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October 1, 2014

Sesame Street 40th: Five greatest animated shorts

by Danny Gallagher, posted Nov 11th 2009 11:00AM
This week marks the 40th anniversary of Sesame Street, the greatest and most celebrated kids' show in the history of the known universe.

Its cast of colorful character and innovative use of the medium have made it more than just entertainment for the young ones. It's a children's show that has educated the growing minds of children all over the world. It's a show that has shaped a generation into curious and innovative people. It's a show that could kick the ass of any other children's show on the planet if the two were in some sort of a weird battle to the death, provided that no weapons were involved and Justice League doesn't count as a kids' show.

To celebrate this momentous day in television history, I'm compiling the most interesting moments, memories and characters from the show's 40 years into four special lists for their anniversary week (Why four? Because 40 would break the last ounce of my spirit), starting now with the show's best short cartoons.

An hour-long show for an audience that has the attention span of a mosquito on espresso laced blood is impossible to write. So rather than make the entire show about the characters and inhabitants of Sesame Street, they commissioned animators to create shorts in between the action to teach the kids about their letters, numbers and colors. They not only helped the Children's Television Workshop accomplish their educational goal, but have themselves become just as famous and iconic as the neighborhood's characters.

5. The Pixar Luxo Jr. Shorts
Before Pixar was in a position to save The Walt Disney Company's ass at every turn, they made short films featuring their iconic characters such as the Luxo and Luxo Jr. desk lamps. Sesame Street commissioned the budding animation studio to cast their desk lamp characters into a series of very short educational shorts that featured the speechless comedy duo teaching the little ones the differences between up and down and light and heavy and the concept of "surprise."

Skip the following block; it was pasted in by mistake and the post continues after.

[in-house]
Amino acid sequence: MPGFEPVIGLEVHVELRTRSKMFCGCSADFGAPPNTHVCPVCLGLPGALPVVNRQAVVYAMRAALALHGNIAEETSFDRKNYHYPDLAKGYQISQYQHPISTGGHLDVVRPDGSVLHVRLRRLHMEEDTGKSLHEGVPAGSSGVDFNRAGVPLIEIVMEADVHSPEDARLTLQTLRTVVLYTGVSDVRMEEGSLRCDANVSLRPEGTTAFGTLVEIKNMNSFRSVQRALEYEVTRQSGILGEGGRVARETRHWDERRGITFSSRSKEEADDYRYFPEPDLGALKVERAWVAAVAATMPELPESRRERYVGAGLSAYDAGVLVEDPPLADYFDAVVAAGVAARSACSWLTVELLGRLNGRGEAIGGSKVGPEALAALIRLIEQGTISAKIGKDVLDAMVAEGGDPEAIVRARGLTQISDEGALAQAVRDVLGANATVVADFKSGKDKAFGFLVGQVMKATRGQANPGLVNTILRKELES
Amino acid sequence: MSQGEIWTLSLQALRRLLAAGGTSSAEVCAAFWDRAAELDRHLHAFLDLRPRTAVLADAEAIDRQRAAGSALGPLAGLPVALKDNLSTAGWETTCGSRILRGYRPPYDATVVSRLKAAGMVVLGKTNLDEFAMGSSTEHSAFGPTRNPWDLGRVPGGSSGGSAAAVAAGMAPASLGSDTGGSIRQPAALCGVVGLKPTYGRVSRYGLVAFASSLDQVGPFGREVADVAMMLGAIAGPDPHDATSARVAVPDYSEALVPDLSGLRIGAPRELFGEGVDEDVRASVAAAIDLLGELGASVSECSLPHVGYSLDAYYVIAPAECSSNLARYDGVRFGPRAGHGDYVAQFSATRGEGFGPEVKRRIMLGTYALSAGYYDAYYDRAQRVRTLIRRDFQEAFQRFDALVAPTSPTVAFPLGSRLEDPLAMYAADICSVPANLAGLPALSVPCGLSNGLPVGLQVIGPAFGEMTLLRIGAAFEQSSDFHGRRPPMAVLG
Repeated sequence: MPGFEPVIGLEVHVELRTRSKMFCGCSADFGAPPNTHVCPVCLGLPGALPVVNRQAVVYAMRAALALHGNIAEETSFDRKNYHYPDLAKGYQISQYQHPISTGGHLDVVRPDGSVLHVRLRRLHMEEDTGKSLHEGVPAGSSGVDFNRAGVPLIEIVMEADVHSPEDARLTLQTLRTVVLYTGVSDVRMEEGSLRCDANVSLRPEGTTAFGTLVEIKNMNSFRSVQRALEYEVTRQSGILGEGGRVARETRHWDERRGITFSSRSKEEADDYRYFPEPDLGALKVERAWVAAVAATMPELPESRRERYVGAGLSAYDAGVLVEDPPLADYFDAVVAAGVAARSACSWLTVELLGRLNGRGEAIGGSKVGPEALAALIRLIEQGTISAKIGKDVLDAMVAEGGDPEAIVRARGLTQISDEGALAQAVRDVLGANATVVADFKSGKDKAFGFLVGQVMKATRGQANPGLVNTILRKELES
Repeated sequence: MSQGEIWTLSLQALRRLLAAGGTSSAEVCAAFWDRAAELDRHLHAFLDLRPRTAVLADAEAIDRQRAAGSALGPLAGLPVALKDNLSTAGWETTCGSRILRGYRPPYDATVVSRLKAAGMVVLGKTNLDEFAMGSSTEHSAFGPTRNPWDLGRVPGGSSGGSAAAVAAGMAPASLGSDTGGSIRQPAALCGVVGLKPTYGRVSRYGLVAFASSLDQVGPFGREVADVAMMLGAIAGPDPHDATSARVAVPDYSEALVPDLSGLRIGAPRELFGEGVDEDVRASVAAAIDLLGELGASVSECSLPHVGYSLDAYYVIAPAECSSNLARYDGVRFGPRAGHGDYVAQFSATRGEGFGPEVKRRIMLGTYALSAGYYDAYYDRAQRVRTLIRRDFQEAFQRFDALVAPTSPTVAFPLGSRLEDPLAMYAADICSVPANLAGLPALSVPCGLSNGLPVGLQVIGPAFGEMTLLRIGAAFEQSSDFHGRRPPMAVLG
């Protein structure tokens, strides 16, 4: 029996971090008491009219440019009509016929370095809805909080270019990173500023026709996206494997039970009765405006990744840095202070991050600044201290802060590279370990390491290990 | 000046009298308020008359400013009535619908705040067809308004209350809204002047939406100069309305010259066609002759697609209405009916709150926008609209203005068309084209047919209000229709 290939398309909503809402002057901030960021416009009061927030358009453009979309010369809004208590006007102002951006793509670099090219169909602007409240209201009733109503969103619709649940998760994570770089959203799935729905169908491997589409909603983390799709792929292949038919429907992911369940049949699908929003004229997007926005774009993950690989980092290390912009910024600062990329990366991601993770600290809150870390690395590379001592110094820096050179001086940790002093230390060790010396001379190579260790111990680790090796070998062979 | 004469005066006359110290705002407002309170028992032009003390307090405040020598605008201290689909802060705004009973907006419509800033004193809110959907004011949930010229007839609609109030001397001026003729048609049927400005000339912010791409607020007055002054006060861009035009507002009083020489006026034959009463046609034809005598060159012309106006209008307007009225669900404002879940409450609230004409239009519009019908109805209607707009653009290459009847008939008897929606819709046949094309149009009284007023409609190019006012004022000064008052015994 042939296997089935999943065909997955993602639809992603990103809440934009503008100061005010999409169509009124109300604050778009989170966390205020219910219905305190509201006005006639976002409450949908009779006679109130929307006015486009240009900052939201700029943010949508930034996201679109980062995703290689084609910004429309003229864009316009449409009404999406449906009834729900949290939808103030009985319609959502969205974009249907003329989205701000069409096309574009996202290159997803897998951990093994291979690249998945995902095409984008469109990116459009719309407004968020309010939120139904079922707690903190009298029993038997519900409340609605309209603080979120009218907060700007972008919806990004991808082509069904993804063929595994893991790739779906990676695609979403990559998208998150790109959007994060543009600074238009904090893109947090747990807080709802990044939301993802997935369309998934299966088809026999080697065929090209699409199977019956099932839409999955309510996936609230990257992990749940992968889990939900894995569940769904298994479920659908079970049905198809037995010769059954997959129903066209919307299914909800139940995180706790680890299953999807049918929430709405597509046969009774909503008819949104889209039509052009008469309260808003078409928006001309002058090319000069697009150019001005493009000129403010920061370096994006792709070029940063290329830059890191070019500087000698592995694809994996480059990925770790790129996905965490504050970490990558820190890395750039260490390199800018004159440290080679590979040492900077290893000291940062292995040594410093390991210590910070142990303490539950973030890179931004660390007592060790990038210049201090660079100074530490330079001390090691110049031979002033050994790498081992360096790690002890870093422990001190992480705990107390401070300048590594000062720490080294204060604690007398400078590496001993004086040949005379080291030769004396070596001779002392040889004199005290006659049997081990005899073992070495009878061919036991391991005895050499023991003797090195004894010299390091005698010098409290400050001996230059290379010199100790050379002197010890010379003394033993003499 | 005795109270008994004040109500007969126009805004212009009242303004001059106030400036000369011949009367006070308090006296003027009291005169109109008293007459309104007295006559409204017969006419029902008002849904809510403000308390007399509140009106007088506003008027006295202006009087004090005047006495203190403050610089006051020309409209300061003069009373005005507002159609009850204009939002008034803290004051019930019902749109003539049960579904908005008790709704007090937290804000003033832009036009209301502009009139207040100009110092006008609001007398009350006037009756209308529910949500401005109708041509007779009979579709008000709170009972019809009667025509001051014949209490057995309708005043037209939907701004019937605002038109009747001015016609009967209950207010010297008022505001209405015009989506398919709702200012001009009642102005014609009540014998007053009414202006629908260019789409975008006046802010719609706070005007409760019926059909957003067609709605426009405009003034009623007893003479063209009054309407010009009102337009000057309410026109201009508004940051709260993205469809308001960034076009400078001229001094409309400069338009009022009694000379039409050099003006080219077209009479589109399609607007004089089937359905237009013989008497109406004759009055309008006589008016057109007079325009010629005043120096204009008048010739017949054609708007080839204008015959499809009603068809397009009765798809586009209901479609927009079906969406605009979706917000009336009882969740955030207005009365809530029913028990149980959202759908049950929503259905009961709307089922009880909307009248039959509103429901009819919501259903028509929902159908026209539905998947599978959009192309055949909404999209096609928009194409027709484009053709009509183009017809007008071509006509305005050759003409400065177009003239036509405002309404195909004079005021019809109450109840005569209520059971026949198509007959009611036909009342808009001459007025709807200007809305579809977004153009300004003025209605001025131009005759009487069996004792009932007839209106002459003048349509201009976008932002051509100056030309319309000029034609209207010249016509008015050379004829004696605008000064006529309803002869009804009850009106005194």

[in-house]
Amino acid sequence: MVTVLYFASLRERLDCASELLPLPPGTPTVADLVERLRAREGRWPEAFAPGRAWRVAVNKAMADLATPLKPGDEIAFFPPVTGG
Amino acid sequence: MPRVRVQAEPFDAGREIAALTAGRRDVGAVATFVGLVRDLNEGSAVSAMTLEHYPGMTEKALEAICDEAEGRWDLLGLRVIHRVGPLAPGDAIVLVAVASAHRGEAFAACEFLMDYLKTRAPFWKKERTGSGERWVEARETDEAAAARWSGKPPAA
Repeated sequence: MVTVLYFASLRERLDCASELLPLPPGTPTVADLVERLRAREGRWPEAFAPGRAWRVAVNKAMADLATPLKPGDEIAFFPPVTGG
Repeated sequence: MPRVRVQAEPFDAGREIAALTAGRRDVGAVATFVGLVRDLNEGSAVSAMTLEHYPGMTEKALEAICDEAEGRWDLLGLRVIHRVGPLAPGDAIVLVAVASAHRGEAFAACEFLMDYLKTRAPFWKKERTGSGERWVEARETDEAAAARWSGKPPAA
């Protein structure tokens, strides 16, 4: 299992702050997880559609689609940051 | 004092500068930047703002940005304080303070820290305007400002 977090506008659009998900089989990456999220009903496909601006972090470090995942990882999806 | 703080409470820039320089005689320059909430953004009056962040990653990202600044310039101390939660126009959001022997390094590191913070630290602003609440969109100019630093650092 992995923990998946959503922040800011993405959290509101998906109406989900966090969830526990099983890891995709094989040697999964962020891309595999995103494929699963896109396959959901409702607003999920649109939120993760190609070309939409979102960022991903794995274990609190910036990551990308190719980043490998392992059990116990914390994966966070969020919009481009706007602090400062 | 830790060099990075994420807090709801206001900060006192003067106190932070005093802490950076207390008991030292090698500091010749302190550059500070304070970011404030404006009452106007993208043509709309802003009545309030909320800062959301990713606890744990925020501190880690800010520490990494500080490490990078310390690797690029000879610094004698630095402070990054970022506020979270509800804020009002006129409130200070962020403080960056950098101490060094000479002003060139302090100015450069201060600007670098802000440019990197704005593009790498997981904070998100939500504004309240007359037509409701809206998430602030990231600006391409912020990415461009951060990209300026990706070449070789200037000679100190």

4. The "Nu-Nu-Nu-Nu" Typewriter
This was just one of the many shorts that animator Jeff Hale and his studio Imagination Inc. created for the show. He went on to work on other kids' cartoons such as The Charlie Brown and Snoopy Show, Transformers and Muppet Babies and less kid friendly fare such as the big screen animation anthology Heavy Metal.



3. The Ladybug Picnic

The song might still be stuck in your head these last 25 years (true story: for some reason, I hear it every time I'm hungover) but it got kids' all over the country counting. Animator and musician Bud Luckey wrote and drew the counting cartoon series and even sung the iconic song behind it. Luckey went on to work for Pixar in the animation department where he worked on the studio's biggest films and even directed, drew and sang for the Oscar nominated short Boundin'.



2. The Counting Pinball Machine

The aforementioned Hale also animated this iconic short that has been synonymous with the children's show from practically day one. It featured a silver pinball making its way down the playing field as it helped kids with counting and number identification all to the tune of a 70s disco funky beat sung by the Pointer Sisters.



1. The Teeny Little Super Guy

Stop motion animation has to be the most frustrating form of film making on the planet. Put hand drawn animation on top of that and you have a brain tumor in the making. Somehow, animator Paul Fierlinger pulled off 13 episodes of the Teeny Little Super Guy, a gravelly voiced tap dancing cup "hero" who helped teach the younger neighborhood utensils the importance of determination and cooperation in what appeared to be the best stocked and most possessed kitchen in America.

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wulfn1

I think the ladybug picnic wins hands down, if for no other reason that it haunts you during a hangover...

The Pinball machine song pops into my head more often though.
Hope "Bob's" song "one of these things is not like the other " or Bert's pigeon song make it to one of your next lists of four.

November 11 2009 at 7:07 PM Report abuse rate up rate down Reply
Guess Who

This is a good day. I can now spell cat AND count to 12.

Now if Sesame Street could make a animated short that will instruct me on how to manipulate space-time.

November 11 2009 at 1:57 PM Report abuse rate up rate down Reply

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